By May, most theater seasons are winding down and it's the company's chance to give their audiences one last jolt before heading in the fresh direction of a new season. Right now, that means timely topics that speak to our nation's current state, along with a little escapism.
Here are the 10 shows to see, in order by start date:
Kitchen Dog Theater, May 4-14
With the area premiere of Nick Jones' play, KDT is on the move once again (the company is hoping to move into its new permanent home in 2018). This time, the Dogs are performing on the ninth floor of the Wyly Theatre, and it may be the first time that venue has had a "chimpanzee" in residence. Max Hartman plays the title character, a former child-star chimp, with Lisa Hassler as his owner, who swears he would never do anyone harm on purpose. An impressive cast rounds out the production, which is directed by Tina Parker.
Stage West, May 4-June 4
Annie Baker's Obie-winning play had a wave of popularity in Dallas in 2013, but it'll be nice to see Joey Folsom return to the guitar-strumming role of Jasper four years later here in Fort Worth. Even nicer will be seeing how he handles the role of slacker KJ — beginning the second weekend of the run, Folsom and Jake Buchanan will trade off roles. Parker Gray will continue to play the straight-laced coffee shop employee Evan.
Dead White Zombies, May 4-27
After eight months of development, DWZ is ready to present its "multi-venue performance initiation." You might recall that in fall 2016, characters and situations written by Thomas Riccio began popping up at more than 40 public spaces across Dallas (think NorthPark Center, Trader Joe's, Starbucks, and the like). Now, with each Holy Bone performance, 56 people — six departing from Tacos Mariachi every 10 minutes — will experience the culmination of this immersive and ever-changing artistic experiment, guided and "mis-guided" by Holy Bone operatives along the streets.
Uptown Players, May 5-7
Each year, Uptown Players partners with the Turtle Creek Chorale for a musical in concert, and this year it's Maury Yeston and Peter Stone's take on the infamous tragedy of the Titanic. The massive cast of singers performs at Dallas City Performance Hall for one weekend only, so if this show is your jam, you'd better get your tickets.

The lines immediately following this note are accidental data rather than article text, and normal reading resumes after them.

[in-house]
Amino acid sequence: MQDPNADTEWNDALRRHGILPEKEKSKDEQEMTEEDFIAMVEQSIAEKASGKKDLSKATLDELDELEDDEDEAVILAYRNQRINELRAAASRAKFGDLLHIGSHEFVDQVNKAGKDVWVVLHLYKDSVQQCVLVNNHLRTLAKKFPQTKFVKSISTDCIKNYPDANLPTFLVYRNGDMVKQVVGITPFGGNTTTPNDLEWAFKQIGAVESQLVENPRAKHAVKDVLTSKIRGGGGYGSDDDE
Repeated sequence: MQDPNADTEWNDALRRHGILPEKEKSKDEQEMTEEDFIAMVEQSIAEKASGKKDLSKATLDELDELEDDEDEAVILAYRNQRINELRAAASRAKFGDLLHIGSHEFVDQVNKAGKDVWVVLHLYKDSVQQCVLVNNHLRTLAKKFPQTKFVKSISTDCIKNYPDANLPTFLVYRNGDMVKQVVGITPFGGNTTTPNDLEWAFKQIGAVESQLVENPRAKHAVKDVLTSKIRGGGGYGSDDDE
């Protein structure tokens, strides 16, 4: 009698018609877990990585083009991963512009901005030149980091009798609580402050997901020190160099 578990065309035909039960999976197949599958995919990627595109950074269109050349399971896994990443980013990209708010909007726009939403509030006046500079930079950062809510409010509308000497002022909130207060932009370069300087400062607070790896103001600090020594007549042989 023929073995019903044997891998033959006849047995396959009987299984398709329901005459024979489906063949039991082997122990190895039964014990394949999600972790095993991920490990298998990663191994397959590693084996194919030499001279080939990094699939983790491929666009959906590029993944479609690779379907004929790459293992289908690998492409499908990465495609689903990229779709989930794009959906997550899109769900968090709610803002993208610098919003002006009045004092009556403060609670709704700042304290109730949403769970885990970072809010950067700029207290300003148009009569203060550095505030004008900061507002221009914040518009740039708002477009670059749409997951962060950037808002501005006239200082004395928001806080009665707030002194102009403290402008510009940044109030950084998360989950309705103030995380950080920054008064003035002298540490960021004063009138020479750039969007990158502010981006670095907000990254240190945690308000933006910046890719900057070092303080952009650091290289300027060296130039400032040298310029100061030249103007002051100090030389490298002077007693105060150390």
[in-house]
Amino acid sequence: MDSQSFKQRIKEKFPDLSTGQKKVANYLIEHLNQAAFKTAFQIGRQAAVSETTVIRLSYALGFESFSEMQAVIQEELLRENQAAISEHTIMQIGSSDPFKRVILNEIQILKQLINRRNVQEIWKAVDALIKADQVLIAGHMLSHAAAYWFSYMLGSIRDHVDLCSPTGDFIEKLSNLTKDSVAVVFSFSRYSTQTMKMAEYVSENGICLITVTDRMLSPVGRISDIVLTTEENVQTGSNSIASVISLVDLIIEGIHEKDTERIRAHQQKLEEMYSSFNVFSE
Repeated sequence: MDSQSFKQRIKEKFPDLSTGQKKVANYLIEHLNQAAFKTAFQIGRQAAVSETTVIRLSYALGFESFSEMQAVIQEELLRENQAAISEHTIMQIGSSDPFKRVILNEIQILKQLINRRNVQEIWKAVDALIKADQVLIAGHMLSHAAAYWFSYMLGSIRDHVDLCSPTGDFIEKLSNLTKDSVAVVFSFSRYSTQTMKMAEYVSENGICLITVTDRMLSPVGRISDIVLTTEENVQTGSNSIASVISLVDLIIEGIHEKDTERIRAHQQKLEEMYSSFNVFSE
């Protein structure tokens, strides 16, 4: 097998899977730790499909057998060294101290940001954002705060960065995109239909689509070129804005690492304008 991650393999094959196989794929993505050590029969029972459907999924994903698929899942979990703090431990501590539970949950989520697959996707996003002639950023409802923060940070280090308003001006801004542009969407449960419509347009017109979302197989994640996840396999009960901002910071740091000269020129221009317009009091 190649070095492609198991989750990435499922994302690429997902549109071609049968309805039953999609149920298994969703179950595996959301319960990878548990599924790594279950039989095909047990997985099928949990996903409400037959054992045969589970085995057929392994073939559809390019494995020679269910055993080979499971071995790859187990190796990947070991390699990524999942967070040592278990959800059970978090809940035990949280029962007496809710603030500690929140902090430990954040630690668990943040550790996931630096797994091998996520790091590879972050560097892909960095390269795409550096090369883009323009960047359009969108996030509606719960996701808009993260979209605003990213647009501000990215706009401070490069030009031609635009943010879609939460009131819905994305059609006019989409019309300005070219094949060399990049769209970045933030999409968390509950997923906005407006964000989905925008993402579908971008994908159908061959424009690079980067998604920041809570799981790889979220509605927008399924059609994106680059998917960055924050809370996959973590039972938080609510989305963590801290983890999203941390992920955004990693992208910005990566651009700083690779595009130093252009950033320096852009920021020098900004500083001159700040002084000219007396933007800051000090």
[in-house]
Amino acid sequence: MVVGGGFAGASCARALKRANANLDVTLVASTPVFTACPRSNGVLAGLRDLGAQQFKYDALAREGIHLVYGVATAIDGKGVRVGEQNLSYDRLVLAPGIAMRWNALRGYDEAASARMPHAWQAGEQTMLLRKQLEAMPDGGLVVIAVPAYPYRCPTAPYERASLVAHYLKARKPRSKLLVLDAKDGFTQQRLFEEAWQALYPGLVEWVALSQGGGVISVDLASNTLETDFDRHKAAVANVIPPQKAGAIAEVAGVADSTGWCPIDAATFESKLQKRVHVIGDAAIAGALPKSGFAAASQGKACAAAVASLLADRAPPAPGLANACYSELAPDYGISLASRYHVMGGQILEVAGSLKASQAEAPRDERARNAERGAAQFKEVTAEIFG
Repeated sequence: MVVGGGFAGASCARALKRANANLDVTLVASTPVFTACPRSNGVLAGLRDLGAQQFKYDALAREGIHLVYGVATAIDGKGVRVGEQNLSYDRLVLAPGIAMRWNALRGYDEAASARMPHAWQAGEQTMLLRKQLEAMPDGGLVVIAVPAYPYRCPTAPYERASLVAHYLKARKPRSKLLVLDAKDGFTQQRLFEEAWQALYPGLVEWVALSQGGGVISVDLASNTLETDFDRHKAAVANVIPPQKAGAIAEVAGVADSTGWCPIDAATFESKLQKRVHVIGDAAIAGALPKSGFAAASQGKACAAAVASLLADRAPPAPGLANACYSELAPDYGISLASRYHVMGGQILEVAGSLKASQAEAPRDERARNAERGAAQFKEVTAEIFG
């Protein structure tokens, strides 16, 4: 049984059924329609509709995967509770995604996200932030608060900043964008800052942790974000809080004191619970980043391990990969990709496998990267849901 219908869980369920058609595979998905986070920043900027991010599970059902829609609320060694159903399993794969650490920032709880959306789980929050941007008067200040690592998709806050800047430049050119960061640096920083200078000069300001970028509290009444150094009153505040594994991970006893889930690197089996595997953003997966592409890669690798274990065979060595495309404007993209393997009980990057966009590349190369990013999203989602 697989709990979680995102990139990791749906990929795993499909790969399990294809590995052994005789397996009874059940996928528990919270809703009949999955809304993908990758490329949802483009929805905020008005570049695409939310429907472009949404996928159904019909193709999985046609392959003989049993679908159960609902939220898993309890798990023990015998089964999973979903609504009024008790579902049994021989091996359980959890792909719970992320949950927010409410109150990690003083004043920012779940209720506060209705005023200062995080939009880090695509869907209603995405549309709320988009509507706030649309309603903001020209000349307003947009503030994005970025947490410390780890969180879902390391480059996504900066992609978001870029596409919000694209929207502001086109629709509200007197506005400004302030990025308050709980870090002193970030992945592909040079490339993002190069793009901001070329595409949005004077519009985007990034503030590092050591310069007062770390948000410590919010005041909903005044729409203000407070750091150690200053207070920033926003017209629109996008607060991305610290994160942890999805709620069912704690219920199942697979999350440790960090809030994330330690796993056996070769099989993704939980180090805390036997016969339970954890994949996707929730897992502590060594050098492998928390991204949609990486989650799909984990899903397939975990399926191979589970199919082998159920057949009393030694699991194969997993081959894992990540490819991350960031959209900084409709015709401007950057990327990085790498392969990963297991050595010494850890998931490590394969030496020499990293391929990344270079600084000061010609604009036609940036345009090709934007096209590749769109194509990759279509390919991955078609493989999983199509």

A Man of No Importance
Brick Road Theatre, May 5-13
B.J. Cleveland stars as bus driver Alfie Byrne, who, in 1964 Dublin, attempts to find an artistic and emotional outlet for the secrets he's been keeping by staging a production of Oscar Wilde's Salome in the local church hall. With a score by Stephen Flaherty and Lynn Ahrens, and a script by Terrence McNally, this under-the-radar musical is bolstered by a cast of local luminaries.
Into The Woods
AT&T Performing Arts Center, May 16-28
Fiasco Theater wowed New York with its stripped-down version of Stephen Sondheim and James Lapine's musical, which puts familiar fairytale figures together on a dark journey. The cast uses basic props and costume pieces to assume their roles, and the labyrinthine woods are represented by a forest of ropes that appear to be exploding out of an onstage piano.
Inherit the Wind
Dallas Theater Center, May 16-June 18
DTC and director Kevin Moriarty put a further timely twist on this play about the "Scopes Monkey Trial" by utilizing gender-neutral casting and modern dress. For example, Akin Babatunde plays the role of Mrs. Sarah Brady, while Liz Mikel is Matthew Harrison Brady. Though it premiered in the 1950s, the play and its exploration about what happens when facts and beliefs collide feels as if it could have been written yesterday.
Circus 1903 — The Golden Age of Circus
Dallas Summer Musicals, May 23-June 4
The Ringling Bros. and Barnum & Bailey Circus announced it would shut down for good in May, but this theatrical event humanely fills the circus void. Puppetry brings elephants back into the ring (or in this case, Music Hall at Fair Park), along with a huge cast from all around the world performing traditional circus acts: strong men, contortionists, acrobats, musicians, high wire, and more.
Theatre Three, May 25-June 18
The last show of Theatre Too's season is Conor McPherson's adaptation of Daphne du Maurier's short story about two people trapped in an isolated house while masses of birds relentlessly attack the outside. You're probably more familiar with Alfred Hitchcock's film version, but the tiny underground space of Theatre Too is sure to bring the story's claustrophobia and fear to life.
Proper Hijinx Productions, May 25-June 4
Jeff Talbott's play deals with cultural division, race perceptions, and affirmative action — again, timely. But there's a twist here: A young, white, male playwright submits his work to a festival under the pen name of an African American woman, then hires a black actress to pose as his alter ego during the festival. This regional premiere will be performed in the studio space at Addison Theatre Center.